Stories spark the mind to give more than statistics
Currently, 50 million people are facing emergency hunger conditions in Africa. Donations are needed to avert disaster. The Canadian government will match your donation, but you must hurry; offer expires July 17.
Did you want to turn the page after reading these sentences? If so, don’t feel bad. It’s your brain’s fault.
That’s the view of University of Oregon psychologist Paul Slovic, who has researched why people donate.
Through his research, Slovic discovered that people are often overwhelmed when faced with enormous needs. It’s much easier, he found, for people to give to help one person, not many.
Slovic showed a group of people a picture of a little girl suffering from starvation. He then asked how much they were willing to donate to help him. He told another group about the hungry little girl, adding that there were millions more like her.
The result? “People who saw the stats as well as the information about the little girl gave about half the money as those who just saw the little girl,” he said.
On a rational level, this does not make sense. You would think that hearing about millions of hungry people would inspire people to give more. So much needed!
But it doesn’t work that way, Slovic said. Big numbers actually demotivate people. We feel overwhelmed by the enormity of the need, believing that “nothing I can do will make a big difference”, he said.
In fundraising circles, this is known as the “singularity effect,” the idea that people are more willing to help a single identifiable victim than multiple unidentified victims.
It’s not a conscious thing; people do not actively decide not to help. The response occurs at an unconscious level. This is what our brain does automatically when faced with enormous needs.
As Slovic said, “As the numbers go up, we kind of lose the emotional connection to people in need.
Jamil Zaki, professor of psychology at Stanford University and director of the Stanford Social Neuroscience Laboratory, has also done research in this area. He specializes in what he calls “compassion collapse”.
When we hear of major disasters, with large numbers of homes destroyed and people killed, injured or left homeless, we may remain “strangely indifferent”, he said.
Again, blame our brains.
“Human empathy has been built, over thousands of generations, to respond to certain triggers – for example, the cry of a child or an anguished face,” Zaki said, adding that “people empathize more naturally with the visible, heartbreaking grief of a person than with descriptions of massive tragedies, and human emotion is limited in scope.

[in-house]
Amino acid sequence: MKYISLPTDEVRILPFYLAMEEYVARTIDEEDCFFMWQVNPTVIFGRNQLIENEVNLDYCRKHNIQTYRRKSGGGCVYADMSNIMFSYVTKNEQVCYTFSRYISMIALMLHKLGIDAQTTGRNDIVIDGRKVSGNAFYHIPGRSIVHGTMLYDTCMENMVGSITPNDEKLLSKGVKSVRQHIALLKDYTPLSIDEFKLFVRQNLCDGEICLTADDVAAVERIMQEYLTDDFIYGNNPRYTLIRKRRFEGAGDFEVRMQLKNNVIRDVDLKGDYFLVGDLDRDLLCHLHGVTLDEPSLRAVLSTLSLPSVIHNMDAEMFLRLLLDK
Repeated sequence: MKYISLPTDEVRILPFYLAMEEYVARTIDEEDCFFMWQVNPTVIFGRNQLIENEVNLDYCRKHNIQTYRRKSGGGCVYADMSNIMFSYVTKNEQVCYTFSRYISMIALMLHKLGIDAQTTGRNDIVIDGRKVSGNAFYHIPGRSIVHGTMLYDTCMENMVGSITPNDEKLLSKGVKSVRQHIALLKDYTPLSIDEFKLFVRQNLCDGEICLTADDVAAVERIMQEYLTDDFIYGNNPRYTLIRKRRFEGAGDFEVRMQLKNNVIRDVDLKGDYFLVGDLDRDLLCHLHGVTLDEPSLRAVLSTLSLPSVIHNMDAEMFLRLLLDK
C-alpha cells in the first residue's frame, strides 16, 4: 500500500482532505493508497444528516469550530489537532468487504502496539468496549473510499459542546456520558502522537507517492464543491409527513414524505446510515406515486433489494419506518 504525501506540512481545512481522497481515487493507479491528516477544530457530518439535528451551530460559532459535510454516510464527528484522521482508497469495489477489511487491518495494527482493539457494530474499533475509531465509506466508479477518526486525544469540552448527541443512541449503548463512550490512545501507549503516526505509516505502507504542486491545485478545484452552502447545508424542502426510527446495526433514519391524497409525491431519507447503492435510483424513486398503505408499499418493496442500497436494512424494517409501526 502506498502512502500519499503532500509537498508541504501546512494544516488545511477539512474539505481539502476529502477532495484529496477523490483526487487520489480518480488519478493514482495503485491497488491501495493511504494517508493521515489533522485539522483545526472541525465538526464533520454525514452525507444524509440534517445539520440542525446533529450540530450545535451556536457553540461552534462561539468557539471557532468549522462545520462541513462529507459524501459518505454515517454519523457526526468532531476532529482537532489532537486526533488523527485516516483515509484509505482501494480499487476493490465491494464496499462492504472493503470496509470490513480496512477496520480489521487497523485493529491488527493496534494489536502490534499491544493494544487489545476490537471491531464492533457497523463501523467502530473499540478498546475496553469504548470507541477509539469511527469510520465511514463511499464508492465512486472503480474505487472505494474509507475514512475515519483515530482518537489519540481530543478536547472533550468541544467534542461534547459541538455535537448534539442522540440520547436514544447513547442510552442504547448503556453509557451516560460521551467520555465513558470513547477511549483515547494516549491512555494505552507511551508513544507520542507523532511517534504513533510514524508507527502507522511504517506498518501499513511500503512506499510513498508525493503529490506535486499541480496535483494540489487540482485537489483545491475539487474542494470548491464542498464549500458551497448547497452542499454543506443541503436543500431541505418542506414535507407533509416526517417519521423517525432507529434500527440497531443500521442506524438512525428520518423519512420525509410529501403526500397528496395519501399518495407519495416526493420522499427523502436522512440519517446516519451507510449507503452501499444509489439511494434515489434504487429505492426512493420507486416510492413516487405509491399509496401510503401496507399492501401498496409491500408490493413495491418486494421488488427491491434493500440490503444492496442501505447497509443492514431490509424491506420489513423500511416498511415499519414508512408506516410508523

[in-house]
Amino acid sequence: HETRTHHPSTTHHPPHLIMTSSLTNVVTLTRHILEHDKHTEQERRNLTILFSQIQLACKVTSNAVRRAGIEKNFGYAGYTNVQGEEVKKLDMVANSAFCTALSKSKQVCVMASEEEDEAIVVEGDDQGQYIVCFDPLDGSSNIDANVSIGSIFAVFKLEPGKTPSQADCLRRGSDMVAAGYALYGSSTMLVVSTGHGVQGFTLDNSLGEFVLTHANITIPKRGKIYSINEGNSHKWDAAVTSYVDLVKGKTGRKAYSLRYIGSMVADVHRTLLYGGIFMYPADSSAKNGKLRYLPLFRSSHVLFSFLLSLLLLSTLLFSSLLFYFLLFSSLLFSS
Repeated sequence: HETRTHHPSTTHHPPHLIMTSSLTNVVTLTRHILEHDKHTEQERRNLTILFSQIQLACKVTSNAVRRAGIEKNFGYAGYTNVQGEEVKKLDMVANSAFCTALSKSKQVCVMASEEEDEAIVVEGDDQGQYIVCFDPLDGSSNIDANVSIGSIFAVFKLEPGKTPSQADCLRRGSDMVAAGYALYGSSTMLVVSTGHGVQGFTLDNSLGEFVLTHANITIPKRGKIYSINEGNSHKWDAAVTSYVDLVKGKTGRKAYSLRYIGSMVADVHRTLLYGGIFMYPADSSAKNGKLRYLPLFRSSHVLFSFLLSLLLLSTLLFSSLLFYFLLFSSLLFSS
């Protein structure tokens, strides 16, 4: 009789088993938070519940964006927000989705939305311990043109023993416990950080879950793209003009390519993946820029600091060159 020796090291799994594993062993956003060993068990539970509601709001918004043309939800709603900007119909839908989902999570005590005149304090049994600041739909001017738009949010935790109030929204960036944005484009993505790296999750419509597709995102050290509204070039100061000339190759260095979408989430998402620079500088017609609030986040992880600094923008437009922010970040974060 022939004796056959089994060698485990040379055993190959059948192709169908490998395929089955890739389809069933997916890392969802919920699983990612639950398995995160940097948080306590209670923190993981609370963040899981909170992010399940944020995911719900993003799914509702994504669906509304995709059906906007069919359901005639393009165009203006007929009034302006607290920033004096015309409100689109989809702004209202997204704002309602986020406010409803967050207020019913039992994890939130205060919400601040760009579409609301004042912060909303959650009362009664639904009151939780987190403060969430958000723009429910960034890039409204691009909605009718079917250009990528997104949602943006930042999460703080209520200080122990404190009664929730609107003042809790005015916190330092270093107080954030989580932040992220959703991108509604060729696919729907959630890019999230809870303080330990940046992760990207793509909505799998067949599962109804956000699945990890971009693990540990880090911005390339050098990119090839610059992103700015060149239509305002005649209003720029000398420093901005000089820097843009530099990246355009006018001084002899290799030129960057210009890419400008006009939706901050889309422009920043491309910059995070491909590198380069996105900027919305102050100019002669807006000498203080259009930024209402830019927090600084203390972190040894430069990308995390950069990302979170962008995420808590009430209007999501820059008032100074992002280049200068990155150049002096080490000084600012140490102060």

He added: “A single victim produces these signs of distress, which pull on us and inspire our help. Groups give us stats, which fall flat, trigger little, and therefore benefit less from the compassion of others.
This was proven in 2015 with the publication of the body photo of two-year-old Alan Kurdi, the Syrian child who washed up dead on a beach in the Mediterranean Sea.
The war in Syria had been going on for a long time before this terrible image went viral, producing millions of refugees and untold suffering. But when it was published, hearts were stirred, prompting an outpouring of global help.
Compassion fatigue also plays a role; how much suffering can we absorb? The wildfires, the floods, the school shootings, the migrants dying in a truck in the Texas heat, the war in Ukraine going on and on. Sometimes we just want to turn off the news.
Which brings us back to the 50 million people facing starvation in Africa and the role of believers.
Our brains may be wired not to meet the needs of millions, but all major religions call on their adherents to feed the hungry. It is a divine imperative, a mark of sincere belief.
It seems to work. Despite what our brains might tell us, religiosity is a key factor in determining whether or not people give, and how much – people of faith are giving more and more often than non-religious people.
One reason may be that believers are more likely to hear about the needs of the whole world in people’s sermons, sharings or prayers. Another may be a deep spiritual sense of responsibility towards those who suffer. Or maybe both.
Whatever the reason, believers have the opportunity to step in to help avert an impending hunger crisis in Africa by donating to their favorite aid organization. Locally, the Canadian Foodgrains Bank, Mennonite Central Committee and Canadian Lutheran World Relief are accepting all donations, and donations to these three famine relief groups will be matched by the Canadian government. Check out their websites to learn more.
Our brains may be wired not to help millions, but our faith and various scriptures compel us to respond to people who are hungry. Now is the time to do so.
John Longhurst has been writing for the Winnipeg Faith Pages since 2003. He also writes for the Religion News Service in the US and blogs about media, marketing and communications at Making the News.
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